View Full Version : Dissasembly: P-14 Bolt

Todd Flagg
January 20, 2000, 07:26 PM
Have several Enfield P-14's and I need to check headspace. Does the bolt shroud just screw off or is there a trick to dissasembling these? Thanks and love the forum.

Harley Nolden
January 21, 2000, 06:10 AM
Hang on, I am sending, separate email, the disassem of the 1917, the bolt disassem is along with it.

Thought this might be of interest to you:

Bolt Action Patterns:

Remington Arms company supplied Model 40 rifles to the Argentine army in the mid 1930's, at about the time large numbers were sent to Honduras. The guns were chambered the 7.65X53mm rimless cartridge and to have borne the national arms above the
chamber. This contract has never been substantiated.

Infantry Rifle.

Pattern 1913

Other Names: Model 40
Manufacturer: Royal Small Arms Factory
Mfg Dates: 1913-14
Location: Enfield England
Quantity: 1,250
Caliber: .276
Action: Turn Bolt
Length: 46.18"
Weight: 8.56lb
Barrel Length: 26"
Grooves: 5 LH concentric
M-Velocity: 2,785fps w/.276 ball ctg

Pattern 1914:
Other Names: Sniper Rifle

The rifles undertook trials successfully though there had been a tendency to misfire all trouble had been experienced with the charging guides. However, only poor magazine feed caused any
real worry. The British authorities recommended the .276 rifle as a replacement for the .303 Lee Enfield.

When WWI began mass production line for the .276 P/1913 existed and the entire project was abandoned. To alleviate shortages caused by mobilization, however, a contract for 200,000
rifles Magazine .303" Pattern 1914 was agreed with Winchester on 24 November. Similar contracts were signed with Remington Arms UMC.

The P/1914 was similar to the experimental .276 P/1913, but had a conventional grasping groove in the fore end and the magazine was adapted for rimmed .303 cartridges.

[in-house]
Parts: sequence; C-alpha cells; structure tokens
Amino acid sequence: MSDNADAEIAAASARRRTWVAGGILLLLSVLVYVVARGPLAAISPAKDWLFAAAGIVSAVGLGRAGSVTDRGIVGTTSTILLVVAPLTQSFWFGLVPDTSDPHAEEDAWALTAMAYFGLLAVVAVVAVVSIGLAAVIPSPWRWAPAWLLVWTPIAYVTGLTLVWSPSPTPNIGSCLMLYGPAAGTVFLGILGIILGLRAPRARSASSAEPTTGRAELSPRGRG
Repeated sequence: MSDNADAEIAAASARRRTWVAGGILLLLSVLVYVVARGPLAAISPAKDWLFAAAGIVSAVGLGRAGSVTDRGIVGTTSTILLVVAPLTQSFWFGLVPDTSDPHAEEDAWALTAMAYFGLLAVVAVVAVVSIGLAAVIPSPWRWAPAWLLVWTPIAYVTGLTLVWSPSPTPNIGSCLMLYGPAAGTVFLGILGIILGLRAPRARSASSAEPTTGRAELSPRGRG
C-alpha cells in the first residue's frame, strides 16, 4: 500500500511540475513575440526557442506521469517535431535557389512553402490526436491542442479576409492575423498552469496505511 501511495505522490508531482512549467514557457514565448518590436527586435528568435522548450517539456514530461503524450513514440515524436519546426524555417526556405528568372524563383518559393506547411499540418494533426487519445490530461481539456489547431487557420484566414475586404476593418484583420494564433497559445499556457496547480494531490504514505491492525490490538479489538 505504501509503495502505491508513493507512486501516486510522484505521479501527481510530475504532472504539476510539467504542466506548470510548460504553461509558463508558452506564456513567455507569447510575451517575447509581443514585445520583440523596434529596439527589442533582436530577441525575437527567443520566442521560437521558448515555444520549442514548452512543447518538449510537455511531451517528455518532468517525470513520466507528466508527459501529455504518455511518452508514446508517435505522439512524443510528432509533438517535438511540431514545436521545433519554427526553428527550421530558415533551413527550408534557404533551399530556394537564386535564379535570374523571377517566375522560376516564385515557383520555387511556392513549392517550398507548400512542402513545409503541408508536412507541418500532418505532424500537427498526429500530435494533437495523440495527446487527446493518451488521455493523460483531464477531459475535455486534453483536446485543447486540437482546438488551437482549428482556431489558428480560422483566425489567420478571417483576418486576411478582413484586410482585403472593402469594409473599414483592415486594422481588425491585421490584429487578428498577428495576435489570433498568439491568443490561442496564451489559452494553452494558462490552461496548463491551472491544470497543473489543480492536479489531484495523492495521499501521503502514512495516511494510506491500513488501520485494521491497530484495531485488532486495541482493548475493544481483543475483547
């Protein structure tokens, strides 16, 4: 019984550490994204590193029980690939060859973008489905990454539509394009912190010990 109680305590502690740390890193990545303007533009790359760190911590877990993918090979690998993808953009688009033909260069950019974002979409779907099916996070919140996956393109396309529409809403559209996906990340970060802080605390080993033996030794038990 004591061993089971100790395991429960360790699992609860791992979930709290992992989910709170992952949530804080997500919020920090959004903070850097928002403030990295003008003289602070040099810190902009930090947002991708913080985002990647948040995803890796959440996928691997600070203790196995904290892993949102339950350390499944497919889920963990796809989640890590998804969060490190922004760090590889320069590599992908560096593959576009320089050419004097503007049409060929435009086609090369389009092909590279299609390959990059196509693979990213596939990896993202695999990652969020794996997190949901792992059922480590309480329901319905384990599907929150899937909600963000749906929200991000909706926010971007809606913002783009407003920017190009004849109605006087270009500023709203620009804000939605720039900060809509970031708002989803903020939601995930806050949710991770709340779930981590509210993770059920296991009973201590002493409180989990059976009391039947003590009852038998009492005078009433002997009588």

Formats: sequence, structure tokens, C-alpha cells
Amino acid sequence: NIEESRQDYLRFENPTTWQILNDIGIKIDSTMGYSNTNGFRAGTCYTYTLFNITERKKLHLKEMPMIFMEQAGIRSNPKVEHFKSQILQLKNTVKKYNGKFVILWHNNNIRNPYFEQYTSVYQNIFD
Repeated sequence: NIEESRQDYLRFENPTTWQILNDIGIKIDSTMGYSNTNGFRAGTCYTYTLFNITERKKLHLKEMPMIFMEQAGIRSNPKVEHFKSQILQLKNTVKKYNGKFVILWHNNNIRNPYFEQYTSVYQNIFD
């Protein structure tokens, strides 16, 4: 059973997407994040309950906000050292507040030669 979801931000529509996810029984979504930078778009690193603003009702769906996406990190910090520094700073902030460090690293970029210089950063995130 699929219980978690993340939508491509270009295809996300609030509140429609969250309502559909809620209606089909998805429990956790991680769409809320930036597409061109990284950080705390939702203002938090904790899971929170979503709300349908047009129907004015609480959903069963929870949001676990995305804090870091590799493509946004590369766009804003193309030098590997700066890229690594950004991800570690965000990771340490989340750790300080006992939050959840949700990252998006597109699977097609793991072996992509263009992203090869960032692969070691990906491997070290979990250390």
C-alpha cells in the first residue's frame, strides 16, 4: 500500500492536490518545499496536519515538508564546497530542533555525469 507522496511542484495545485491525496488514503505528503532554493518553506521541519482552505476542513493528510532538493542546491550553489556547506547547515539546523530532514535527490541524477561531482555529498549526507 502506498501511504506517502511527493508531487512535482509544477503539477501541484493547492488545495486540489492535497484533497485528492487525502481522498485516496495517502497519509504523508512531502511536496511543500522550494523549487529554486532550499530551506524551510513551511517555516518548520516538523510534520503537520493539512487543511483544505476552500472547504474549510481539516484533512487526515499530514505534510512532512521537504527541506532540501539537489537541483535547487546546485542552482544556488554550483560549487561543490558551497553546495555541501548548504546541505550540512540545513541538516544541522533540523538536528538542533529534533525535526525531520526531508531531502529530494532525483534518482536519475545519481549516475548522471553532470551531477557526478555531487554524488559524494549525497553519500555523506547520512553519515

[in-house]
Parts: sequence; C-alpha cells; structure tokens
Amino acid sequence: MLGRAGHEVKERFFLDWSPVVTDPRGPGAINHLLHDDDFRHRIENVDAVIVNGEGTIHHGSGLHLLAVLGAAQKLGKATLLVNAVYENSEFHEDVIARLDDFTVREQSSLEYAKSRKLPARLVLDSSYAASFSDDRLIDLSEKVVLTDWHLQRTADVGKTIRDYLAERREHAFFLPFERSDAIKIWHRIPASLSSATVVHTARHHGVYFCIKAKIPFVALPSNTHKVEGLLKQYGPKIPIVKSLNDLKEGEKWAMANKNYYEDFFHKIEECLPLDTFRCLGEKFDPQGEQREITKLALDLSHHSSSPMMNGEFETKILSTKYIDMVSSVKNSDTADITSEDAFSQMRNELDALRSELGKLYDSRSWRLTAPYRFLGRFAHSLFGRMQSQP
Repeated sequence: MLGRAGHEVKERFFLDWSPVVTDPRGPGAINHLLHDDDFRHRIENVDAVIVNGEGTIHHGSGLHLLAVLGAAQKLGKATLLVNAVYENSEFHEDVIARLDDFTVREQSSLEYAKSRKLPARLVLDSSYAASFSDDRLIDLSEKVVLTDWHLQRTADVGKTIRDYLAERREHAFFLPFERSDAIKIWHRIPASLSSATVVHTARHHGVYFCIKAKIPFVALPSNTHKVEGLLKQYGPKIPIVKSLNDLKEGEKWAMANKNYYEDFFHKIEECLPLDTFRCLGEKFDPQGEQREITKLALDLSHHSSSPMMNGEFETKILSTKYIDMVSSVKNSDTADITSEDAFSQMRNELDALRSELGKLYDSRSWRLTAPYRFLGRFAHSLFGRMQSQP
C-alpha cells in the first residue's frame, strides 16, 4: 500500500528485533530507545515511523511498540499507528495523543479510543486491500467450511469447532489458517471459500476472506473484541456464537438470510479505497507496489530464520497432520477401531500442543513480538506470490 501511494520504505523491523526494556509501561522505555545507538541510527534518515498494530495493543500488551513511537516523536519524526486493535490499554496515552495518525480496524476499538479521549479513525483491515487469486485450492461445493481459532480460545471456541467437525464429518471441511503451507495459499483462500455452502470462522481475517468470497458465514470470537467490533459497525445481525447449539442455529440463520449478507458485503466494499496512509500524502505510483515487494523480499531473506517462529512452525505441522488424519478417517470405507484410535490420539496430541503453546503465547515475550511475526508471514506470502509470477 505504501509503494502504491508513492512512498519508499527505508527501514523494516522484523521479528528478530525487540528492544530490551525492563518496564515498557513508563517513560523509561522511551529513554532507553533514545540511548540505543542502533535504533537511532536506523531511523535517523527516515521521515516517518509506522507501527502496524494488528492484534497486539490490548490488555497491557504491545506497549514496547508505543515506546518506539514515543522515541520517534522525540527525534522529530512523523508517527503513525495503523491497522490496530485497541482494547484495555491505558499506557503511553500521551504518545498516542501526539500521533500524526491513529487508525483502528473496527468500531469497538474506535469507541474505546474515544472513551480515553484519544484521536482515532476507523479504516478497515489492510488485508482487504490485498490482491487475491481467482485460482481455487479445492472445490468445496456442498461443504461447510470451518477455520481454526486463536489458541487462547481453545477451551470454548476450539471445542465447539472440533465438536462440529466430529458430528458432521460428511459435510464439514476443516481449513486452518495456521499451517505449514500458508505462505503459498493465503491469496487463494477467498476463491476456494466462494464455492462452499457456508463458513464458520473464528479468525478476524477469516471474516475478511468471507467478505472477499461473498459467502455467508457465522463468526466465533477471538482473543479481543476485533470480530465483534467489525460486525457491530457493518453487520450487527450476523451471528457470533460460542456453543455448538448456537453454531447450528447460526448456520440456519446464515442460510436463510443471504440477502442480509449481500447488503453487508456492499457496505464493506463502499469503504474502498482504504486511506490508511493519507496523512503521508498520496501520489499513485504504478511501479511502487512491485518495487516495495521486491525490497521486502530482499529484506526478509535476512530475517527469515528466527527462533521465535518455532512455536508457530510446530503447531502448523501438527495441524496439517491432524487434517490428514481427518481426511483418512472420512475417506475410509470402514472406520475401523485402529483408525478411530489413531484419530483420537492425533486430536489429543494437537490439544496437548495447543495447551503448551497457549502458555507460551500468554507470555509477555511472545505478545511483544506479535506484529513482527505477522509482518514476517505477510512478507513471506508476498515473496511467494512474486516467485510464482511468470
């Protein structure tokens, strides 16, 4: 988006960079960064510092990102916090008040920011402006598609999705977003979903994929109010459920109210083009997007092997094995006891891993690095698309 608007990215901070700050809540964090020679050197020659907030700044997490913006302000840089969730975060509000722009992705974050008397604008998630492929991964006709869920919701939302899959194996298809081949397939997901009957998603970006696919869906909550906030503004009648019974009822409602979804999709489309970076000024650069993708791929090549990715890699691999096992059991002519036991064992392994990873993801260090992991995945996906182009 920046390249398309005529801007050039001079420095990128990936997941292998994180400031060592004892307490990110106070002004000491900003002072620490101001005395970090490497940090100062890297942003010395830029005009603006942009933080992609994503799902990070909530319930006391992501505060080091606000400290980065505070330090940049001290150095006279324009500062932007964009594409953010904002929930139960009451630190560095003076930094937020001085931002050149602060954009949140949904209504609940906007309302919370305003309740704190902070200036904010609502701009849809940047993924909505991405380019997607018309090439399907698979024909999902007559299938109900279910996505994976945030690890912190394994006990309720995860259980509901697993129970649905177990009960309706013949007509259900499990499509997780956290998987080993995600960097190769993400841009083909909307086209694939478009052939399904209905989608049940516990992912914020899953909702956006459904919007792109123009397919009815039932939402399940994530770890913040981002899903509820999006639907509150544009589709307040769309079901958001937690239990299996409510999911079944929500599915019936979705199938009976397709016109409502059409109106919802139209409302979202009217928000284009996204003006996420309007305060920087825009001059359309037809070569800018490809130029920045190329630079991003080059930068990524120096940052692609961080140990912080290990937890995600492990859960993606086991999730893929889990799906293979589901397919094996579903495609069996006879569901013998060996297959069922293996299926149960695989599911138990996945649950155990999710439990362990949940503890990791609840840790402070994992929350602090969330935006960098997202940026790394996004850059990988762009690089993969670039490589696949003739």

Final assembly in the Winchester factory in New Haven began in Jan. Sub-variants were introduced to British service on 21 Jun 1915 and designated Mks 1E 1R or W. The suffixes
distinguished the rifles made by Eddystone, Remington-UMC and Winchester respectively, as parts were not always readily exchangeable from group to group. Distinctive markings included ERA on the Eddystone rifles, RA on the Remingtons's and W on the Winchesters.

Remington supplied about 3,000 modified M1917 Enfield rifles in the mid 1930's. Issued as the M1934, but known commercially as the Model 40, these chambered the 7X57mm cartridge and had new stepless-base tangent leaf back sights protruding from the hand guard above the grasping groove.

Model 1917
Mfg: Winchester Repeating Arms
Remington Arms
Eddystone, Pa
Quantity: 2,513 M
Caliber: 30-06 Rimless
Action: Turnbolt, Same as Brit P-14
Length: 46.03"
Weight: 9.00Lb
Barrel Length: 26.00"
Grooves: 5 RH Concentric
M-Velocity: 2,750ft/sec W/U.S. .30 M2 Ball

S.M.L.E BRITISH NO.1 Mark III Short Lee Enfield.
Adopted: 1907
Cal: .303
Length: 44.5"
Wt: 8.6lb
Action: Turnbolt
Bolt: 2 Piece non rotating head
Mag: Detach Bx. Stagg. Column
Capacity: 10 rnds
Bbl length: 25.2"
Bore Dia: .303"
Twist: Left
Rate: 10"
Basic British rifle of WWI and used to some extent in WWII. Over 2,000,000 made by Enfield. B.S.A. made over one million during the same period.



[This message has been edited by Harley Nolden (edited January 21, 2000).]

Danger Dave
January 21, 2000, 07:08 AM
The only major tool you need is a quarter...

Open the bolt, put the safety on, then push the bolt forward until the quarter fits in the gap that appears near the rear of the bolt. Remove the bolt from the rifle, and unscrew the firing mechanism from the bolt housing.

I may not have my terms right, but that's the basics. Replacing the mainspring isn't fun.